Pick the dough circle up firmly by the edges and center onto the prepared pie tin. Tap the pie tin on the counter several times until the dough settles into it. Gently press the dough into the corners of the pie tin with your fingertips.
Crimp the edge of the pie shell. Refrigerate or freeze until ready to bake. It can be stored in the refrigerator for up to 3 days or frozen for up to 1 week.
Blind Baking Steps
Blind baking is a funny-sounding term that simply means baking a pie shell prior to filling it. Though it has been a part of kitchen-speak for centuries, no one has any idea where the term came from. Lately, "pre-baking" has taken its place in contemporary recipes, and while it is certainly more descriptive, at Hoosier Mama we prefer the traditional term. Use "blind baking" confidently in a sentence and you get automatic membership in the secret society of pie makers!
Blind baking is used for this Buttermilk Pie and others, where the filling is not cooked in the pie shell, and for quiches and some custards, where the shell needs to bake longer than the filling. We also blind bake the shells for pies like Pumpkin or Hoosier Sugar Cream, where the pie filling bakes for up to an hour in the pie shell. We find it keeps the bottom crust from getting soggy.
In blind baking, pie shells are lined with parchment paper and filled with weights to keep air pockets from forming as the shells bake. You can buy ceramic weights or stainless steel "pie chains" at specialty cooking stores, but dried pinto beans are inexpensive and work just as well. At the shop, we line the shells with 13x5-inch coffee filters instead of parchment paper; they fit the 9-inch crimps perfectly and let air flow through to the bottom crust. Don't use foil or wax paper; foil blocks airflow, resulting in a tough, dense bottom crust and the coating on wax paper will burn and smoke in a hot oven.
Preheat the oven to 400°F.
Place a frozen, crimped pie shell on a baking sheet. Line the inside of the shell with parchment paper or a coffee filter. Fill with uncooked beans until the beans are even with the top edge of the crimp. Press down on the beans to make sure they spread to the edges of the shell.
Bake for 20 minutes, rotating 180 degrees halfway through. The outer edge of the crimp should be dry and golden brown.
Remove the shell from the oven and carefully remove the parchment paper/coffee filter full of beans. If the paper sticks to the pie, bake it for 3 more minutes and try again. Once the parchment paper or coffee filter is removed, prick the bottom of the shell all over with a fork. Bake for 3 more minutes, until the interior of the shell is dry and light golden brown.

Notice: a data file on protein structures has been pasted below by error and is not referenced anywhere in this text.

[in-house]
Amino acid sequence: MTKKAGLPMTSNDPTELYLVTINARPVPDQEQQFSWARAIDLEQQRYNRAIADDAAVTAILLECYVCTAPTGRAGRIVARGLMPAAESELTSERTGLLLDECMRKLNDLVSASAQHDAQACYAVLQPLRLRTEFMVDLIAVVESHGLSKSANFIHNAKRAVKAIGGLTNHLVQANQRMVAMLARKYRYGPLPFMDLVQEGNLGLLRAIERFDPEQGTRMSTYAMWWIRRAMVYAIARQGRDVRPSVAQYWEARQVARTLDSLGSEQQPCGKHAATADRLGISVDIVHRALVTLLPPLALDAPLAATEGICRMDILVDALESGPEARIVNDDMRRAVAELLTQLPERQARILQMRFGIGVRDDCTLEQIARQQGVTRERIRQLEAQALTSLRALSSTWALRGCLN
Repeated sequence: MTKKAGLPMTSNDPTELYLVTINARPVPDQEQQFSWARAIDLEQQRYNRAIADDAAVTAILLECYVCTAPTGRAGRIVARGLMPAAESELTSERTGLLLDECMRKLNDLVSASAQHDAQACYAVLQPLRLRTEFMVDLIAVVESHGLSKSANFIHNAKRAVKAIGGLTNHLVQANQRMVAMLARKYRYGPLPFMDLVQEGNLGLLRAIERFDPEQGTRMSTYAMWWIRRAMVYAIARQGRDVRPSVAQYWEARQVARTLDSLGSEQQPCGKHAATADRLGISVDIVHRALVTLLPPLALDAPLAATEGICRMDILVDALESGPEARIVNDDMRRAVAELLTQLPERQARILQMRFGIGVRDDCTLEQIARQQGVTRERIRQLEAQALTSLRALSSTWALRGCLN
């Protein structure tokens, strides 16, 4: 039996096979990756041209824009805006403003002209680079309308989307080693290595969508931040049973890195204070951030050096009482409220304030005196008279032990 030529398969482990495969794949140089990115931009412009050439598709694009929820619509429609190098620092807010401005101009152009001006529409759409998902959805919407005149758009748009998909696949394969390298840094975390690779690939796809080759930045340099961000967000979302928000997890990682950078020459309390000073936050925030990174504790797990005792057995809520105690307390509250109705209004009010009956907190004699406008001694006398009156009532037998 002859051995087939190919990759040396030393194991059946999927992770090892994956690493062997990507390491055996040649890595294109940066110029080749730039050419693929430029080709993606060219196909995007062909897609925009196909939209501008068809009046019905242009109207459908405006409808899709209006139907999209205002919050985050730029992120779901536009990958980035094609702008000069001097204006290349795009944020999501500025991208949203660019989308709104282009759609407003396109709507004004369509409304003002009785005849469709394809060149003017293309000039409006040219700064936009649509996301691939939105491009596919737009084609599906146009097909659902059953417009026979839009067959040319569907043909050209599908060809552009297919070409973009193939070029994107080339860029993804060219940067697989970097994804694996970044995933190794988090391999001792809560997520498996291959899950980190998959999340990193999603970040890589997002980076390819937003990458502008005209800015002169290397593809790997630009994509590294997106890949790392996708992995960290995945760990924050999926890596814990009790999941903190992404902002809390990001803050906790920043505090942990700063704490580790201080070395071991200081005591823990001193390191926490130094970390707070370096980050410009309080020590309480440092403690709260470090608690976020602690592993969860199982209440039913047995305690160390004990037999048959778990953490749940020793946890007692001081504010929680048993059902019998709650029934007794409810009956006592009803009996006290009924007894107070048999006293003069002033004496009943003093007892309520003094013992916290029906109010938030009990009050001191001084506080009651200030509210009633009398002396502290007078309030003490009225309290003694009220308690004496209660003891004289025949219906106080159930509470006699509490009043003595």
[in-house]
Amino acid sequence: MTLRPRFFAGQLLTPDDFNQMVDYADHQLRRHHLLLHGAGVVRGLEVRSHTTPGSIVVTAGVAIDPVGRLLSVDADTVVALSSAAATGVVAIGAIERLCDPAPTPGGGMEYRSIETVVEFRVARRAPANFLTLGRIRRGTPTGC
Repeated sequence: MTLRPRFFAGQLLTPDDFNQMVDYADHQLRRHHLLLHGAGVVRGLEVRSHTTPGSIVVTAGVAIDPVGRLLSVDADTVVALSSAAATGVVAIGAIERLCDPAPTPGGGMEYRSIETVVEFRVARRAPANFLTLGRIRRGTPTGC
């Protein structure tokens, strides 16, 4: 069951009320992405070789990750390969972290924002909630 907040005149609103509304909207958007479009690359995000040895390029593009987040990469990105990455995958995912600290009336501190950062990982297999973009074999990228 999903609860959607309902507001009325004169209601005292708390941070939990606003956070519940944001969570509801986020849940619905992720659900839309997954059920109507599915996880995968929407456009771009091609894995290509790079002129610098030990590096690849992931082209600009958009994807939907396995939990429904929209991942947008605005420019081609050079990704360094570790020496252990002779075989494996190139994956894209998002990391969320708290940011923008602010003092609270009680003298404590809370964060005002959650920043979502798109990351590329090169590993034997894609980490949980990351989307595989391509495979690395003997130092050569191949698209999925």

Paula Haney wrote The Hoosier Mama Book of Pie with Allison Scott. Paula founded Hoosier Mama Pie Company in 2009. An Indiana native, she was formerly the head pastry chef at Pili.Pili, One Sixtyblue and Trio, where she worked with head chef Grant Achatz. Haney and her family live in Chicago, IL. Allison Scott works at Hoosier Mama Pie Company and develops its savory pies. She lives in Chicago, IL.
Authors: Paula Haney with Allison Scott
Publisher: Agate Publishing Inc.
Penned: Aug. 15, 2013
What's Inside: More than 120 delectable pie recipes from Chicago's popular Hoosier Mama Pie Company. You'll find recipes for both sweet and savory pies. The sweet pies include everything from simple chess pies like Bourbon Pecan, great for beginning pie makers, to over-the-top creations such as Peanut Butter Pie with Chocolate Ganache, sure to impress company. The savory pies consist of seasonal main dishes (think Frito-Chili Pie for fall), quiches (yummy Ham and Brie) and turnovers stuffed with satisfying fillings like Corn and Chorizo.
This helpful guide steps you through everything you need to know to bake the perfect pie, including creating a flaky, golden crust; making the silkiest cream filling, and working with temperamental ingredients like honey (who knew a few seconds in the microwave could make such a difference?).
Time Out: 360 pages
Available: $29.95 paperback at Amazon and other retailers